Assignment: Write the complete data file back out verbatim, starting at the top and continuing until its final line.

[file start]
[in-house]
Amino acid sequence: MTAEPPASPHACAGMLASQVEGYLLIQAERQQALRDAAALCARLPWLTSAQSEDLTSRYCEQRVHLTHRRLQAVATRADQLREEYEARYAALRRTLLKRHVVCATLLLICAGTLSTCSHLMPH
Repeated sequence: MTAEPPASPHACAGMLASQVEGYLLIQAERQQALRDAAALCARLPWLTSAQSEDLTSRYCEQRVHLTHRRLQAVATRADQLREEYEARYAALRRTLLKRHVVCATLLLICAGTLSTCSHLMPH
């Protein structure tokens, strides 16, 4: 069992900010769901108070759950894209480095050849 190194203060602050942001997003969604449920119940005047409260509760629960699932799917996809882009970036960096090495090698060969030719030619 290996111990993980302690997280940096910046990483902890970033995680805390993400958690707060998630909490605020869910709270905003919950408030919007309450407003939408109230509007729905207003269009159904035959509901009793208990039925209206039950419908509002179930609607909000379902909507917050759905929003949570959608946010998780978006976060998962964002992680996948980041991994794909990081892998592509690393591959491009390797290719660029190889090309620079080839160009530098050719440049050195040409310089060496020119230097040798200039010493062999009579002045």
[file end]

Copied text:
[in-house]
Amino acid sequence: MTAEPPASPHACAGMLASQVEGYLLIQAERQQALRDAAALCARLPWLTSAQSEDLTSRYCEQRVHLTHRRLQAVATRADQLREEYEARYAALRRTLLKRHVVCATLLLICAGTLSTCSHLMPH
Repeated sequence: MTAEPPASPHACAGMLASQVEGYLLIQAERQQALRDAAALCARLPWLTSAQSEDLTSRYCEQRVHLTHRRLQAVATRADQLREEYEARYAALRRTLLKRHVVCATLLLICAGTLSTCSHLMPH
């Protein structure tokens, strides 16, 4: 069992900010769901108070759950894209480095050849 190194203060602050942001997003969604449920119940005047409260509760629960699932799917996809882009970036960096090495090698060969030719030619 290996111990993980302690997280940096910046990483902890970033995680805390993400958690707060998630909490605020869910709270905003919950408030919007309450407003939408109230509007729905207003269009159904035959509901009793208990039925209206039950419908509002179930609607909000379902909507917050759905929003949570959608946010998780978006976060998962964002992680996948980041991994794909990081892998592509690393591959491009390797290719660029190889090309620079080839160009530098050719440049050195040409310089060496020119230097040798200039010493062999009579002045």